When my friend and I took that trip, after hearthbreak for both of us, we finally talked about many things we never had. Sure, we'd shared many a cup of coffee and a beer discussing past dates from hell over the years (what do you mean you have guns? Eeekk!), kids, parents, coworkers, and dog hair. We'd talked about old loves, about the hopes for a new one. Like old friends, we hadn't really talked of those things that seemed obvious.
Talking matter of factly about about such things seemed banal, like proving a right angle or finding the equal distance between two lives but it felt good for us to share our joys and our griefs on that drive. The two lane highway rose slowly out of the Plains as I tried to navigate through words that carried with them both joy and pain, holding me back like the weight of a dead end. So we talked, not in a great gush of words, but as friends do, in small bits of ourselves spread out on the table like show and tell of things that troubled us, those hurts that built up over years of living. The miles and hours flew past, fields clutching onto the skeletons of flowers that long ago died, of bare, windswept trees, and clusters of burrs that stick to everything with a tiny pinprick of pain. Things were sticking to us both.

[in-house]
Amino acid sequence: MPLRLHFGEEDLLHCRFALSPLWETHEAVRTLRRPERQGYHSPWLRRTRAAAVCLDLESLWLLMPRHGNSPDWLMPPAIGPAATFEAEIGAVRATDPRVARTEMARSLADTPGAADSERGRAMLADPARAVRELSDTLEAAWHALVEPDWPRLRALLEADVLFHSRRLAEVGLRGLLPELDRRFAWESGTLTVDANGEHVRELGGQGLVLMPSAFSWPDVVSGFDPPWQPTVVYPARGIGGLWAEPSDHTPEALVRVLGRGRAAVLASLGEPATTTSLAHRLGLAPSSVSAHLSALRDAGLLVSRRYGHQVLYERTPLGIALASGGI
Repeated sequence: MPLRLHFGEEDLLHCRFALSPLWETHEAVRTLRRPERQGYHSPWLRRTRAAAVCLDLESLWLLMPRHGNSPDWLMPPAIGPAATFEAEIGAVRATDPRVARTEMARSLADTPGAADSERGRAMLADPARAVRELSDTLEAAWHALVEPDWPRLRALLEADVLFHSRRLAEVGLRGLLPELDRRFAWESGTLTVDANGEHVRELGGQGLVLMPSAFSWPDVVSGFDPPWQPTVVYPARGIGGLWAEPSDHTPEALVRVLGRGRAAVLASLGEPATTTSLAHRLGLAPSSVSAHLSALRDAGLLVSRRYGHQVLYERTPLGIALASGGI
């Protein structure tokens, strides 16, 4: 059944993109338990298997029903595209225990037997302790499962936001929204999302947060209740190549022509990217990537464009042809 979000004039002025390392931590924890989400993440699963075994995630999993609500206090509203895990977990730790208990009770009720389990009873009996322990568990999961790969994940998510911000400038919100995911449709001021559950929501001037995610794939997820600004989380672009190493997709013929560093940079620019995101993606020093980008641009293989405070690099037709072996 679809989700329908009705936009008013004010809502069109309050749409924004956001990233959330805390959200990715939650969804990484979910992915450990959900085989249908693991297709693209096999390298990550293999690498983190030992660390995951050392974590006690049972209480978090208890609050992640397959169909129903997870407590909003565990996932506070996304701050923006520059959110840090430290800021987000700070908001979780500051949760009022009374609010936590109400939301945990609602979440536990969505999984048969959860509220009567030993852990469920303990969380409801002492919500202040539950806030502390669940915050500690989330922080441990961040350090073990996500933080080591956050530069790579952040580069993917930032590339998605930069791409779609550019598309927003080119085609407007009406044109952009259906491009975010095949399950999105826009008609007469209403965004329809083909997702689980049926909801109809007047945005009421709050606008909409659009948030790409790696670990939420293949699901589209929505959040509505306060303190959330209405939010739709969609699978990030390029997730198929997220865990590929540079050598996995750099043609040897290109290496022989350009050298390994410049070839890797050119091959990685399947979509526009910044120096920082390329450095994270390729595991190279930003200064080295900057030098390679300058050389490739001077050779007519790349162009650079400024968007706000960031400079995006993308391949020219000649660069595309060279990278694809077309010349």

All that was left was the words; and they flowed, like the laughter and the tears, until I opened the window to let the wind dry my face. Wind that would carry those old hurts to where they would simply bounce off the landscape like a piece of discarded trash, delicate, crumpled tissue best left to be disintegrated by time. Better left behind as the sun began to relax on what would be a renewed journey; the road pulling away from discarded thought, the highway lines breaking up like Morse Code as we moved forward. Moved away from that painful past, those roads best not traveled, til it was just a speck in the rearview mirror.